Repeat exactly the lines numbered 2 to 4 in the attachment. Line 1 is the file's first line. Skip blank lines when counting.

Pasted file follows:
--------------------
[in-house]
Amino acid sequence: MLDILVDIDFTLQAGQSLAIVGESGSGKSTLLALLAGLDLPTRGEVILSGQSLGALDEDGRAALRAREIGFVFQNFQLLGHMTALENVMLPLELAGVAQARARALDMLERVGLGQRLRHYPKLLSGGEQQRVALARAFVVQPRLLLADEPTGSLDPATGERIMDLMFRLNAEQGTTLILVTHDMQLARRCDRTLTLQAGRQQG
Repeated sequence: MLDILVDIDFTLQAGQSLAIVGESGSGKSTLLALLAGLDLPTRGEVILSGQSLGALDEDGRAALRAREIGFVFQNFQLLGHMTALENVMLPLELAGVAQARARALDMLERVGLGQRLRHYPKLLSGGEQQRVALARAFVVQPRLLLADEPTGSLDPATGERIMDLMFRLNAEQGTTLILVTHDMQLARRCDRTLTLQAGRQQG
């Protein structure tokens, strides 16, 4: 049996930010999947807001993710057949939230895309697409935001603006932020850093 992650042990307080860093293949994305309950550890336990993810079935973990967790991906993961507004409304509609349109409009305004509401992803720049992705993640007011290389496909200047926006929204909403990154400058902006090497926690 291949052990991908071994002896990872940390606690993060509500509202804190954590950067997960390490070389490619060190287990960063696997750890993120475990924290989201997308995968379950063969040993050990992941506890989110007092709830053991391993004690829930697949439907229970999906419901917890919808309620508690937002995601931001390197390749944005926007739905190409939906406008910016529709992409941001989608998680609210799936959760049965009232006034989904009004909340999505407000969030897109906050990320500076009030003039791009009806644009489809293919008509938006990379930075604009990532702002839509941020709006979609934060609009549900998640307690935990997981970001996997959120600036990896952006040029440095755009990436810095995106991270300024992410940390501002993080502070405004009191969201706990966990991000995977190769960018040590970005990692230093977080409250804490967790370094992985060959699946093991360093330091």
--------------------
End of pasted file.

Amino acid sequence: MLDILVDIDFTLQAGQSLAIVGESGSGKSTLLALLAGLDLPTRGEVILSGQSLGALDEDGRAALRAREIGFVFQNFQLLGHMTALENVMLPLELAGVAQARARALDMLERVGLGQRLRHYPKLLSGGEQQRVALARAFVVQPRLLLADEPTGSLDPATGERIMDLMFRLNAEQGTTLILVTHDMQLARRCDRTLTLQAGRQQG
Repeated sequence: MLDILVDIDFTLQAGQSLAIVGESGSGKSTLLALLAGLDLPTRGEVILSGQSLGALDEDGRAALRAREIGFVFQNFQLLGHMTALENVMLPLELAGVAQARARALDMLERVGLGQRLRHYPKLLSGGEQQRVALARAFVVQPRLLLADEPTGSLDPATGERIMDLMFRLNAEQGTTLILVTHDMQLARRCDRTLTLQAGRQQG
């Protein structure tokens, strides 16, 4: 049996930010999947807001993710057949939230895309697409935001603006932020850093 992650042990307080860093293949994305309950550890336990993810079935973990967790991906993961507004409304509609349109409009305004509401992803720049992705993640007011290389496909200047926006929204909403990154400058902006090497926690 291949052990991908071994002896990872940390606690993060509500509202804190954590950067997960390490070389490619060190287990960063696997750890993120475990924290989201997308995968379950063969040993050990992941506890989110007092709830053991391993004690829930697949439907229970999906419901917890919808309620508690937002995601931001390197390749944005926007739905190409939906406008910016529709992409941001989608998680609210799936959760049965009232006034989904009004909340999505407000969030897109906050990320500076009030003039791009009806644009489809293919008509938006990379930075604009990532702002839509941020709006979609934060609009549900998640307690935990997981970001996997959120600036990896952006040029440095755009990436810095995106991270300024992410940390501002993080502070405004009191969201706990966990991000995977190769960018040590970005990692230093977080409250804490967790370094992985060959699946093991360093330091």